nep-age New Economics Papers
on Economics of Ageing
Issue of 2009‒04‒25
eight papers chosen by
Claudia Villosio
LABORatorio R. Revelli

  1. SOEP as a Source for Research on Ageing : Issues, Measures and Possibilities for Improvement By Laura Romeu Gordo; Andreas Motel-Klingebiel; Susanne Wurm
  2. Early Retirement and Employment of the Young By Adrian Kalwij; Arie Kapteyn; Klaas de Vos
  3. Can age discrimination be justified with a lower productivity of older workers? By Barthel, Jens
  4. Why Does the Utilization of Pharmaceuticals Vary So Much Across Europe? Evidence from Micro Data on Older Europeans By Lambrelli, D; O’Donnell, O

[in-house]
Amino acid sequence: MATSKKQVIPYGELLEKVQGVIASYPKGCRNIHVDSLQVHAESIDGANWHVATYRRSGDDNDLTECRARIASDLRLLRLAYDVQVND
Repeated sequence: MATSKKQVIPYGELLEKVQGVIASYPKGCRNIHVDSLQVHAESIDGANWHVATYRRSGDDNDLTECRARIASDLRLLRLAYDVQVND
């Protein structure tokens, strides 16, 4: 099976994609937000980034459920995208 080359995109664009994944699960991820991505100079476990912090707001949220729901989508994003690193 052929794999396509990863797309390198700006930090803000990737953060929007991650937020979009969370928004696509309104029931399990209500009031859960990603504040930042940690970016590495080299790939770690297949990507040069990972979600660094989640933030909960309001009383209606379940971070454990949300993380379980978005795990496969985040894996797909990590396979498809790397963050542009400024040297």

5. Public pension and household saving: Evidence from China By Feng, Jin; He, Lixin; Sato, Hiroshi
  6. Pension Freezes and Household Saving Over the Life Cycle By David Love; Paul A. Smith
  7. Pension and Child Care Policies with Endogenous Fertility By Masaya Yasuoka; Naohisa Goto
  8. Effects of informal eldercare on female labor supply in different European welfare states By Kotsadam, Andreas

  1. By: Laura Romeu Gordo; Andreas Motel-Klingebiel; Susanne Wurm